What Would Judas Do?

Written and performed by Stewart Lee
Bush Theatre

Publicity photo

Stewart Lee is one of the men behind Jerry Springer - The Opera and so when he announced that he would perform his own solo play, directed by award-winning writer/actor Will Adamsdale, you could expect seats to go like hot cakes. If nothing else, there were likely to be a few fireworks and, with luck, blasphemy might be on the agenda.

The simple set also promises drama, consisting of little except a round table surrounded by chairs but topped by a sinister, hanging noose.

Lee opens proceedings by announcing that he is Judas and then explains to those who might be fooled by the beanie, scarf and high-laced DM's that this is indeed the man who betrayed Jesus for twenty (sic) pieces of gold. The price is specified by a hoped-for theologian in the second row, who is rewarded with a bag of nuts (from the 98p shop by the tube station?).

Judas then runs through the story of his own and Jesus' final week, leading up to a last supper that requires serious audience participation but at least offers everyone some cheap wine and a few loaves of bread.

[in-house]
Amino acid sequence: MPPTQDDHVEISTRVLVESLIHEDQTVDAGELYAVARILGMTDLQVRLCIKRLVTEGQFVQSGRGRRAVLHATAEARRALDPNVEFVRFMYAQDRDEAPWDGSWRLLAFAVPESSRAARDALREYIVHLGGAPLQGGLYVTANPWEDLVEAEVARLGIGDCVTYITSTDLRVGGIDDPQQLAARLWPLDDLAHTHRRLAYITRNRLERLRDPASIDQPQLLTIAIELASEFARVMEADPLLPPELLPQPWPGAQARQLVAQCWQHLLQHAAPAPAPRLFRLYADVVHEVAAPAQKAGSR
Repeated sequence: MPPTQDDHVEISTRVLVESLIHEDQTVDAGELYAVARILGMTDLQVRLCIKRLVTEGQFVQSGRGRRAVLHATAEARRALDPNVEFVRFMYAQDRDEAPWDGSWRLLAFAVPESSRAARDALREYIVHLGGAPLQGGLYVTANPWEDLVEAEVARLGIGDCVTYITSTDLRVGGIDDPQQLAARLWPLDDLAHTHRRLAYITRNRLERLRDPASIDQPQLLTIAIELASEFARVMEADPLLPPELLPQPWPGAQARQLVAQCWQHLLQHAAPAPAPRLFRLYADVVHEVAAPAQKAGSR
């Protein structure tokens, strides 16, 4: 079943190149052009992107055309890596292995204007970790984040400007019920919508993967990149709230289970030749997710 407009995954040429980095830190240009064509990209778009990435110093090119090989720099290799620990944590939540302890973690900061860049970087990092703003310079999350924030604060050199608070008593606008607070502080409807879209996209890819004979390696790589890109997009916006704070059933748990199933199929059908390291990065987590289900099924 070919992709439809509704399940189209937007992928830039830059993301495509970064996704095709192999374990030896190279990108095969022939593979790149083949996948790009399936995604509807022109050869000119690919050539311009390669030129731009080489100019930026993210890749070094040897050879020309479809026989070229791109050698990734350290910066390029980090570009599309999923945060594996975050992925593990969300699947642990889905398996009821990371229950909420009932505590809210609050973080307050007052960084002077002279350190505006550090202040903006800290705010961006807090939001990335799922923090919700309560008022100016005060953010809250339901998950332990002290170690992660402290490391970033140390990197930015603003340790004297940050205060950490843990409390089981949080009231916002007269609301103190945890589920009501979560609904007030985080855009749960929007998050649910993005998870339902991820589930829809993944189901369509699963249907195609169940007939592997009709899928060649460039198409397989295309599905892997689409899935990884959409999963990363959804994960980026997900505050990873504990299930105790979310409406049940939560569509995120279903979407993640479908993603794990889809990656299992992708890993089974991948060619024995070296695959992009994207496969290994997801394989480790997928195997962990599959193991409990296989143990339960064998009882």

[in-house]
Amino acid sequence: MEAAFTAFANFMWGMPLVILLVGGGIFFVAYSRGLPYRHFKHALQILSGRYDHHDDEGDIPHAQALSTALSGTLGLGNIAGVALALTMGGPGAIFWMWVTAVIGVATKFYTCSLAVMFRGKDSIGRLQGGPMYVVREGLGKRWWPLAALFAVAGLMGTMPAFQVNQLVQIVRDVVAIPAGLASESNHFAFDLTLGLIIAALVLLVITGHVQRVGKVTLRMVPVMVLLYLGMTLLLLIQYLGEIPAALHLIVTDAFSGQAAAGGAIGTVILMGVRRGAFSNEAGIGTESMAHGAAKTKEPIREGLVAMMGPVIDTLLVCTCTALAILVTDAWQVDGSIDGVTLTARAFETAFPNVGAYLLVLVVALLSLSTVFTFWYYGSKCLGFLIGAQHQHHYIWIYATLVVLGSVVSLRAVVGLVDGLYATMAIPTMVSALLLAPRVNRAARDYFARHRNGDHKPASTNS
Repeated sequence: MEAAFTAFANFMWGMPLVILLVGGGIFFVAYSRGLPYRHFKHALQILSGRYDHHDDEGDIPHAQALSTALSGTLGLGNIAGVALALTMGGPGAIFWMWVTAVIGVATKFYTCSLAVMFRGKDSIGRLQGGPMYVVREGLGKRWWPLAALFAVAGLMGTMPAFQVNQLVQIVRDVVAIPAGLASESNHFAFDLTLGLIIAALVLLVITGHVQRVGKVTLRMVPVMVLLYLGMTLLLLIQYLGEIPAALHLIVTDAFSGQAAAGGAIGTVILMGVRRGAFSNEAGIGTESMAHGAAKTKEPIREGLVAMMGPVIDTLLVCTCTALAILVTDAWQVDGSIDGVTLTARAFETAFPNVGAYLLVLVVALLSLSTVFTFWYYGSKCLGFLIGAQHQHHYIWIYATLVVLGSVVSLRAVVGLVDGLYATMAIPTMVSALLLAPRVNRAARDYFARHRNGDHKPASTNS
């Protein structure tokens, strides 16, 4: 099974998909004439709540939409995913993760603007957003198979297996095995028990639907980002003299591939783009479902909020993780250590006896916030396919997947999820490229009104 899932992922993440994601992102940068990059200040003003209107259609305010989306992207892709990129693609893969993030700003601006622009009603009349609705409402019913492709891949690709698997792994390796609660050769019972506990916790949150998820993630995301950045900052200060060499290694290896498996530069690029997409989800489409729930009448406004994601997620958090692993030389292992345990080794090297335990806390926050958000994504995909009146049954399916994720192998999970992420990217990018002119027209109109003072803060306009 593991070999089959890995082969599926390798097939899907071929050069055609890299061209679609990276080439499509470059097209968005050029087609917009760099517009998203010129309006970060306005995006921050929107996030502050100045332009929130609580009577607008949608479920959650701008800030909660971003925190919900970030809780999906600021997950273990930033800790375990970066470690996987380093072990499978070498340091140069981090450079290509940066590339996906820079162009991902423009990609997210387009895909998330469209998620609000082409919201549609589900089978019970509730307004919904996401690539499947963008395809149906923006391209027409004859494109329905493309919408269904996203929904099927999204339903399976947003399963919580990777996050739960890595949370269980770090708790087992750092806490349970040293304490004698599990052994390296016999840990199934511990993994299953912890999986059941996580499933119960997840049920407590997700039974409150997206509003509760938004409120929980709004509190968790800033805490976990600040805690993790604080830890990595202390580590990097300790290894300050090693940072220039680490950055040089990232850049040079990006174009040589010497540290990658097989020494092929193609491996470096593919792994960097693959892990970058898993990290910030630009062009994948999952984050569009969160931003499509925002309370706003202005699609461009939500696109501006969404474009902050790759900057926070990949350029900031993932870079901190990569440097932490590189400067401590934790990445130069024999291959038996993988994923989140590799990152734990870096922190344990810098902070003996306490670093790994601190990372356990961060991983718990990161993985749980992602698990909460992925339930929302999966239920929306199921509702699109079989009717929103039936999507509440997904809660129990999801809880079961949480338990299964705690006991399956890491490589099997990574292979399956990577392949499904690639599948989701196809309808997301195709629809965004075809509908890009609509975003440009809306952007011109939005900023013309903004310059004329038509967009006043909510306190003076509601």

The fifty-minute performance is delivered in the style of a stand-up routine by the chunky man, who covers almost every inch of the auditorium and involves and feeds the far fewer than 5,000 in attendance. As a performer, Lee seems very relaxed but this may have been a front as he seemingly got lost amongst his lines on more than one occasion but that might have been a deliberate manifestation of character.

The audience seemed a little bemused by the whole thing, with surprisingly few laughs at what ultimately became a deconstruction of the Gospels in search of laughs or at the very least some wry smiles.

If a top writer decides to attack this material, one might have expected something with more bite and shock effect. What we actually got was a series of sometimes amusing musings about an innocent man who got caught up in events but not the something special that we had all surely been hoping for.

Reviewer: Philip Fisher

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